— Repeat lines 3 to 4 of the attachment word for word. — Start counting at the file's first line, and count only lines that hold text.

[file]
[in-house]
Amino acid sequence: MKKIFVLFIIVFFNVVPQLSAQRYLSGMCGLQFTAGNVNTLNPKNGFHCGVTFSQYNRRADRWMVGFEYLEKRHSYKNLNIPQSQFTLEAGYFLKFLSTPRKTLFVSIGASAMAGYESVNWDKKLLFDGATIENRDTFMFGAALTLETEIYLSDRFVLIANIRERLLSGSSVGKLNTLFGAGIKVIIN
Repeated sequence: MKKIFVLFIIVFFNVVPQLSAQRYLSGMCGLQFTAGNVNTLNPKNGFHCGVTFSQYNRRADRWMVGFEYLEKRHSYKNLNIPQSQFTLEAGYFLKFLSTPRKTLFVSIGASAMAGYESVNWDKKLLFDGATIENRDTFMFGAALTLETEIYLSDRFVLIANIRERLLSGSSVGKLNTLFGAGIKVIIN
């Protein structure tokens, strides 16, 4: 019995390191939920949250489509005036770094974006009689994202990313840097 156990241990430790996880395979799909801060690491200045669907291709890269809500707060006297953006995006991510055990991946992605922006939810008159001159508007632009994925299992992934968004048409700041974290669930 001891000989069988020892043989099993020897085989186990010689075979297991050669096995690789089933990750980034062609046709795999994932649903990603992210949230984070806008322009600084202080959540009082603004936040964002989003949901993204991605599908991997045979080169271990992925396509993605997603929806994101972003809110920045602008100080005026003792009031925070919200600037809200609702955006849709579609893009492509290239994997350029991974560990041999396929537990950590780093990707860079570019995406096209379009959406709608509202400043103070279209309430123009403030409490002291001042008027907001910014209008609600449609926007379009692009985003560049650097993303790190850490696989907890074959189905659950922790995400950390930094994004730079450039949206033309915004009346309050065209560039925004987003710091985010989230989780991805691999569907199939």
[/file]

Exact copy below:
Repeated sequence: MKKIFVLFIIVFFNVVPQLSAQRYLSGMCGLQFTAGNVNTLNPKNGFHCGVTFSQYNRRADRWMVGFEYLEKRHSYKNLNIPQSQFTLEAGYFLKFLSTPRKTLFVSIGASAMAGYESVNWDKKLLFDGATIENRDTFMFGAALTLETEIYLSDRFVLIANIRERLLSGSSVGKLNTLFGAGIKVIIN
């Protein structure tokens, strides 16, 4: 019995390191939920949250489509005036770094974006009689994202990313840097 156990241990430790996880395979799909801060690491200045669907291709890269809500707060006297953006995006991510055990991946992605922006939810008159001159508007632009994925299992992934968004048409700041974290669930 001891000989069988020892043989099993020897085989186990010689075979297991050669096995690789089933990750980034062609046709795999994932649903990603992210949230984070806008322009600084202080959540009082603004936040964002989003949901993204991605599908991997045979080169271990992925396509993605997603929806994101972003809110920045602008100080005026003792009031925070919200600037809200609702955006849709579609893009492509290239994997350029991974560990041999396929537990950590780093990707860079570019995406096209379009959406709608509202400043103070279209309430123009403030409490002291001042008027907001910014209008609600449609926007379009692009985003560049650097993303790190850490696989907890074959189905659950922790995400950390930094994004730079450039949206033309915004009346309050065209560039925004987003710091985010989230989780991805691999569907199939």